“We are also lack some of the latest machines and trained workers as well,” he added. Citing an example, he said that fitting machines and colour machines, which puts colours on toys, are not widely available in our country.”

When asked about the exports, he said we don’t export toys but we produce toys to meet the local demand. But Bangladesh toys are already available in the Netherlands, Spain, Germany, Russia, Japan, Australia, the US, and other countries.

“We have the ability to export our toys abroad but we are unable to do so without the government’s support,” say industry insiders.

When asked about toxic toys that harm the environment, Zahid said, “Plastic toys that are cheap and of low quality are harmful for the environment. But we follow proper regulations and guidelines while making toys.”

By enhancing their capacity, toy manufacturers were keen to enhance their skills with the help of foreign technologies, especially from countries which were good at it, he added.

When asked about the local market size, he said it was worth about Tk. 7,000-8,000 crore, and nearly 6,500 retail shops were selling toys across the country.

About the challenges, he said that 50 per cent of the toys were being locally manufactured but 20 per cent of the toy parts and accessories, such as remote controls, electric and non-electric motors and gear boxes were still being imported.

“So, we should produce more parts and accessories locally in order to reduce import dependency,” he said.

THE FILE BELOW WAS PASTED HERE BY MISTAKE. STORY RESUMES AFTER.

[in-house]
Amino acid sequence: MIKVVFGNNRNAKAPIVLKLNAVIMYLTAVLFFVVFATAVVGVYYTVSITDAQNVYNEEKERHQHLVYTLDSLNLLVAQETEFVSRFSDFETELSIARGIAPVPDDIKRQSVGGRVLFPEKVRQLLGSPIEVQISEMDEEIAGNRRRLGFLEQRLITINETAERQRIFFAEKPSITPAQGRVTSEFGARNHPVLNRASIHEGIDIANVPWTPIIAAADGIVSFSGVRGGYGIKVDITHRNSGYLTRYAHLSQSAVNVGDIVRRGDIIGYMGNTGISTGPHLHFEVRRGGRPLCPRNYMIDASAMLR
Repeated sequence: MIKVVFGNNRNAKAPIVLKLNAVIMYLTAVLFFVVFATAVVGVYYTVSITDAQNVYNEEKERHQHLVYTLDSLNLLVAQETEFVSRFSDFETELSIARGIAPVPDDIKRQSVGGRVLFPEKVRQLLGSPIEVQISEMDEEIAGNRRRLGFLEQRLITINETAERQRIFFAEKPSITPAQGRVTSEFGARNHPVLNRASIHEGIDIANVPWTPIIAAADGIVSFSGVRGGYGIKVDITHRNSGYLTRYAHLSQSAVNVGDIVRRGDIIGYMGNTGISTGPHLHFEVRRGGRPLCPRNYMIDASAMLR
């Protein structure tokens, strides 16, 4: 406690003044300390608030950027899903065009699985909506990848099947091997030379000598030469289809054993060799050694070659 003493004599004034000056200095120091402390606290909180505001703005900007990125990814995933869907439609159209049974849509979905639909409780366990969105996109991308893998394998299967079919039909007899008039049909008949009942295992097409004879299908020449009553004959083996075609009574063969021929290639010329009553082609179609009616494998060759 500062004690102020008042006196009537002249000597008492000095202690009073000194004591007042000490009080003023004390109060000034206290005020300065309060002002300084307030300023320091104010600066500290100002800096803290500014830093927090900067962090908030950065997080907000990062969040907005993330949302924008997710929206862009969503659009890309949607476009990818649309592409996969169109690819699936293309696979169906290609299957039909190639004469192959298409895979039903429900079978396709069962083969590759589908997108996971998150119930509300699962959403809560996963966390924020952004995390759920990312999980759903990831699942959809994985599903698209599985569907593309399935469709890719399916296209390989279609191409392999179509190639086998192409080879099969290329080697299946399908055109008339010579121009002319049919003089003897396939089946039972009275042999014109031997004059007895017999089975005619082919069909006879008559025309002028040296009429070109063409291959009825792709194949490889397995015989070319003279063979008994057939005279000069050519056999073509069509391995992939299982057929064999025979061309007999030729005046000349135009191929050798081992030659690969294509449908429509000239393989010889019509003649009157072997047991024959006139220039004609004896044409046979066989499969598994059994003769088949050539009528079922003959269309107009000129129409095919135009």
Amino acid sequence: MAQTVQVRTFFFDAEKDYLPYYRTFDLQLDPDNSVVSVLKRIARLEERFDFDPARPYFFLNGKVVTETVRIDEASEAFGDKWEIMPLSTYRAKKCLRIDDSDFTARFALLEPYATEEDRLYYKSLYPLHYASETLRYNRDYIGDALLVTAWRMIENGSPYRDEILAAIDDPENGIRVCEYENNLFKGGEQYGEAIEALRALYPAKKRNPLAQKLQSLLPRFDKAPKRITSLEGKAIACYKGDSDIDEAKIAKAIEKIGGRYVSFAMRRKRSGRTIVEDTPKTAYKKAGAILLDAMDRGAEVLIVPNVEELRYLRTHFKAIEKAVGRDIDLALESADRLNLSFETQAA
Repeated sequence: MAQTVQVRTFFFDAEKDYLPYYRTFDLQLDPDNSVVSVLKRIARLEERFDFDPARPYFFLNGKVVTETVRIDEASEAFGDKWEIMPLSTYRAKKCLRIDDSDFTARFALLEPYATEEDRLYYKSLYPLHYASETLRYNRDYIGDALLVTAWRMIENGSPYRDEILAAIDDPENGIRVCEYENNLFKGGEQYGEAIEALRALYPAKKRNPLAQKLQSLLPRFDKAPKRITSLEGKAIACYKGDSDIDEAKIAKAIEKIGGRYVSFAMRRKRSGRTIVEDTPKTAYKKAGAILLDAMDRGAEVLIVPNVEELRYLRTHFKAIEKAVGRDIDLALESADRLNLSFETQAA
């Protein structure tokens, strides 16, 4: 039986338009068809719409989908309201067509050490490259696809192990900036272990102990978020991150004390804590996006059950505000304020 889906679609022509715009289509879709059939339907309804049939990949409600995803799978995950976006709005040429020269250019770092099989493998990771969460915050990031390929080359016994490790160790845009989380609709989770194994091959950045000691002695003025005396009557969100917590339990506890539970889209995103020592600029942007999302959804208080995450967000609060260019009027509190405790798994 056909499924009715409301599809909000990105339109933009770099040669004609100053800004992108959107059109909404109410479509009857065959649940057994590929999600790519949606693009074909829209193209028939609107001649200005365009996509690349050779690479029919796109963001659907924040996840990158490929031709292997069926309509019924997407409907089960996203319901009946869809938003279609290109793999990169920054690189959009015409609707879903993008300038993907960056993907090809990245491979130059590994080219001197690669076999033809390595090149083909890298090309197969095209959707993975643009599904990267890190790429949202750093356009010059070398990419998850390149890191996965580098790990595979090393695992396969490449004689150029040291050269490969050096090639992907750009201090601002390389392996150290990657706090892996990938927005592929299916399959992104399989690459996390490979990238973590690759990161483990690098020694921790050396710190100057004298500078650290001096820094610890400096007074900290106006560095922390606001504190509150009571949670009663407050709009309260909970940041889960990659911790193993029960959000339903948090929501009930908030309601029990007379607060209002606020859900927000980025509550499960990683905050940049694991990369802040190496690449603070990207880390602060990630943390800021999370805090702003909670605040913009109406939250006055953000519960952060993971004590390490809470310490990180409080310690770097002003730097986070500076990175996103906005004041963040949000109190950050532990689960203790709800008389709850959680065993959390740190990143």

Mozumder pointed to the challenges posed by inadequate infrastructure. “We need land along with infrastructure facilities inside an economic zone to build separate factories for toys, parts and accessories.”

Sounding a note of optimism, he said, the dependency on imported toys, toy parts and moulds is falling, because, despite a small range, the local toy-makers were making toy parts with innovative designs and technical initiatives.

Citing an example, he said, “Once China used to control 90 per cent of the world toy market. In 2010, we imported toys worth around Tk. 5,000 crore from China, but in 2018 this value has already come down to Tk. 2,000 crore. Thus, the reliance on imported toys is diminishing.”

When asked whether Bangladesh exported toys, he said the country had started doing so, though the scale was still very small. At present, only three factories were exporting toy products to European countries.

The most important products of local makers were tricycle baskets, relax baby chair, toy furniture sets, toy guns and dinky cars, he said.

Yeasin Alam, a shopkeeper from ‘Toy World Store’ in New Market, told The Independent, “People are purchasing Chinese toys more than before. But local toy-makers have changed their marketing strategy and are producing quality toys at affordable prices. In the last two to three years, our sales have gone up more than in any preceding period,” he said.

Locally made ‘Lego’ was the highest selling product so far, he said.